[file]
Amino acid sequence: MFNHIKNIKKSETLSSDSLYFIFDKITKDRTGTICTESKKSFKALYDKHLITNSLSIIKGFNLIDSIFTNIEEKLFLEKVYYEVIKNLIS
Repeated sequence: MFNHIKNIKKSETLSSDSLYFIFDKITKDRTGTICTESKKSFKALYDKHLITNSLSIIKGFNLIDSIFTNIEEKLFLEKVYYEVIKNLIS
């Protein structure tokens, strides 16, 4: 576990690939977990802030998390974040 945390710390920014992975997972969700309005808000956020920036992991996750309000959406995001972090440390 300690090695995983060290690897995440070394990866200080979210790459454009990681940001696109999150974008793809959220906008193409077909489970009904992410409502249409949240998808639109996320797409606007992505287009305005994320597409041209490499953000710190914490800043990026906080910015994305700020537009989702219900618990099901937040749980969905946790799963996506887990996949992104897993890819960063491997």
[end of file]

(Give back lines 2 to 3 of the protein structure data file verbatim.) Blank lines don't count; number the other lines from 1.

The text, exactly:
Repeated sequence: MFNHIKNIKKSETLSSDSLYFIFDKITKDRTGTICTESKKSFKALYDKHLITNSLSIIKGFNLIDSIFTNIEEKLFLEKVYYEVIKNLIS
């Protein structure tokens, strides 16, 4: 576990690939977990802030998390974040 945390710390920014992975997972969700309005808000956020920036992991996750309000959406995001972090440390 300690090695995983060290690897995440070394990866200080979210790459454009990681940001696109999150974008793809959220906008193409077909489970009904992410409502249409949240998808639109996320797409606007992505287009305005994320597409041209490499953000710190914490800043990026906080910015994305700020537009989702219900618990099901937040749980969905946790799963996506887990996949992104897993890819960063491997």